More realistic computer graphic shine? Oh yeah, new algorithms, computer science, whizzy techie stuff, yay.
Is it just us? Are we really the only people who come out of the cinema wondering why everything’s so damned crisp, and smooth, and reflective? Whilst we don’t claim to know exactly what a diesel locomotive would actually look like as it tumbles through the air on a fiery blast-wave, our sense of curmudgeonly logic suggests that it might appear just a little gritty.
Come back to us, techie guys, when you can do some convincing dirt.
Iron Man’s suit. Captain America’s shield. The Batmobile. These all could look a lot more realistic thanks to a new algorithm developed by a team of U.S. computer graphics experts.
The researchers, led by Professor Ravi Ramamoorthi at the University of California San Diego, have created a method to improve how computer graphics software reproduces the way light interacts with extremely small details, called glints, on the surface of a wide range of materials, including metallic car paints, metal finishes for electronics and injection-molded plastic finishes.
The method developed by Ramamoorthi and colleagues is 100 times faster than the current state of the art. They are presenting their work this month at SIGGRAPH 2016 in Anaheim, California. The method requires minimal computational resources and can be used in animations. Current methods can only reproduce these so-called glints in stills.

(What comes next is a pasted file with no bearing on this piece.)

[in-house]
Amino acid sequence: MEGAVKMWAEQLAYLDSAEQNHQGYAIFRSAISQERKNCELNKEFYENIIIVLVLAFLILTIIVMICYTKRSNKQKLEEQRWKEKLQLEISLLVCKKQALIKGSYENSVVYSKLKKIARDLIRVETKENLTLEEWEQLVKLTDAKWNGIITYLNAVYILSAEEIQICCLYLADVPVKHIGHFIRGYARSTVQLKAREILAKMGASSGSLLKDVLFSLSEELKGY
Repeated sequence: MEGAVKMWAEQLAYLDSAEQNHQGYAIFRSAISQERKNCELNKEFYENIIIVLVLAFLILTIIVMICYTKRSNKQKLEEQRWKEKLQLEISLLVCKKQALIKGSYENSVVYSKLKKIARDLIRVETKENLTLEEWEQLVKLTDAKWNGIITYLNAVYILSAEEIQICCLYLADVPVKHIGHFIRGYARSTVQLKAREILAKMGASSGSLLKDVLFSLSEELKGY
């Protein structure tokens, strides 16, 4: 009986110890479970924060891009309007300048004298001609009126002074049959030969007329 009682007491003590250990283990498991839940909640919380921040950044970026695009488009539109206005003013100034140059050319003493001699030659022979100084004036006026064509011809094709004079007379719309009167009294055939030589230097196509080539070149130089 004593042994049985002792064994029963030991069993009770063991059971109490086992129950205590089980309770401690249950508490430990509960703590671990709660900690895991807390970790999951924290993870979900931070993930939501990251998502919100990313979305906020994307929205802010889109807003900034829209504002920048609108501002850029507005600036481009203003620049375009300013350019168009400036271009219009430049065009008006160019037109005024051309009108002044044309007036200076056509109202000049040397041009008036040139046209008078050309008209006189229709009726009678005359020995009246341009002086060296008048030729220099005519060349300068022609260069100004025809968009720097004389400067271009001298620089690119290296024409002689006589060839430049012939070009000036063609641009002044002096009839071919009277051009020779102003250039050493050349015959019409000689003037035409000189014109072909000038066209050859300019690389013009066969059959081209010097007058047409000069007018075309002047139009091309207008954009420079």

Accurate rendering of a material’s appearance has always been a critical feature of computer graphics, Ramamoorthi said. It has become even more important with the advent of today’s ever-higher display resolutions.
The standard approach to modeling the way surfaces reflect light assumes that the surfaces are smooth at the pixel level. But that’s not the case in the real world for metallic materials as well as fabrics, wood finishes and wood grain, among others. As a result, with current methods, these surfaces will appear noisy, grainy or glittery.
“There is currently no algorithm that can efficiently render the rough appearance of real specular surfaces,” Ramamoorthi said. “This is highly unusual in modern computer graphics, where almost any other scene can be rendered given enough computing power.”
The researchers’ solution was to break down each pixel of an uneven, intricate surface into pieces covered by thousands of light-reflecting points smaller than a pixel, called microfacets. The team then computed the vector that is perpendicular to the surface of the materials for each microfacet, called the point’s normal. The normal is key to figuring out how light reflects off a surface.
For any specific computer-generated scene, the microfacets on a surface reflect light back to the computer’s virtual camera only if its normal is located exactly halfway between the ray from the light source and the light ray that bounces back from the surface. Computer scientists calculated the normals’ distribution within each patch of microfacets. Then they used the distribution to determine which normals where in that halfway position.
The key to the algorithm’s speed is its ability to approximate this normal distribution at each surface location, called a “position-normal distribution.” This enables the algorithm to easily compute the amount of net reflected light with a speed that is orders of magnitude faster than previous methods. Using a distribution rather than trying to calculate how light interacts with every single microfacet resulted in considerable time and computer power savings.
Source: Eurekalert/University of California – San Diego
Image: Jacobs School of Engineering/UC San Diego